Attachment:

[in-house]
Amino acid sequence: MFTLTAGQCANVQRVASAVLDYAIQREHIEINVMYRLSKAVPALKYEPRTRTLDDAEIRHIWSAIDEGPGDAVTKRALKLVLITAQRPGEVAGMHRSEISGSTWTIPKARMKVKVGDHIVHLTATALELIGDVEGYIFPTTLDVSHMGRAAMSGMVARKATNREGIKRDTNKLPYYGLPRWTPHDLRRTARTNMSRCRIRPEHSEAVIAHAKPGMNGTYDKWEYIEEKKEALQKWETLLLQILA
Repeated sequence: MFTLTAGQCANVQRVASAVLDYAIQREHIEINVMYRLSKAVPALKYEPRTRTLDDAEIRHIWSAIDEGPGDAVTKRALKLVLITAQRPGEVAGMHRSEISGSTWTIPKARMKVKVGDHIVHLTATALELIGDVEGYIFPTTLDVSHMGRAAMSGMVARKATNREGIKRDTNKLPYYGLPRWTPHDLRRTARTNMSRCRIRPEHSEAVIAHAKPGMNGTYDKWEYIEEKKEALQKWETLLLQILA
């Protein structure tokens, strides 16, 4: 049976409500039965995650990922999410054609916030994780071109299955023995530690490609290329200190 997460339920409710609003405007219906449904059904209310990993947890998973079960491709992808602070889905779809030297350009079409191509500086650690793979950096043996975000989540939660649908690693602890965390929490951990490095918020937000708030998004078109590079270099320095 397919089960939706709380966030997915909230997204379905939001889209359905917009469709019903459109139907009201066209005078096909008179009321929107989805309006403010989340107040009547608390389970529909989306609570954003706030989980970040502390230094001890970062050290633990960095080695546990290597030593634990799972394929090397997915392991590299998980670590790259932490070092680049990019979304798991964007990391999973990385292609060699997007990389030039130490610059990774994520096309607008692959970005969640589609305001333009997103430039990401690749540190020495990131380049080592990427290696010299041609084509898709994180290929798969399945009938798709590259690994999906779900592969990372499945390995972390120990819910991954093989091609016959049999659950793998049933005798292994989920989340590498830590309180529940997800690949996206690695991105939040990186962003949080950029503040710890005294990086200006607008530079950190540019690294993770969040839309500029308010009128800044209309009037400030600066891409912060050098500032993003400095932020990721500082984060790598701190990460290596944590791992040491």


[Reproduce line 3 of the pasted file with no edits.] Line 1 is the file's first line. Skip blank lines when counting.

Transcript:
Repeated sequence: MFTLTAGQCANVQRVASAVLDYAIQREHIEINVMYRLSKAVPALKYEPRTRTLDDAEIRHIWSAIDEGPGDAVTKRALKLVLITAQRPGEVAGMHRSEISGSTWTIPKARMKVKVGDHIVHLTATALELIGDVEGYIFPTTLDVSHMGRAAMSGMVARKATNREGIKRDTNKLPYYGLPRWTPHDLRRTARTNMSRCRIRPEHSEAVIAHAKPGMNGTYDKWEYIEEKKEALQKWETLLLQILA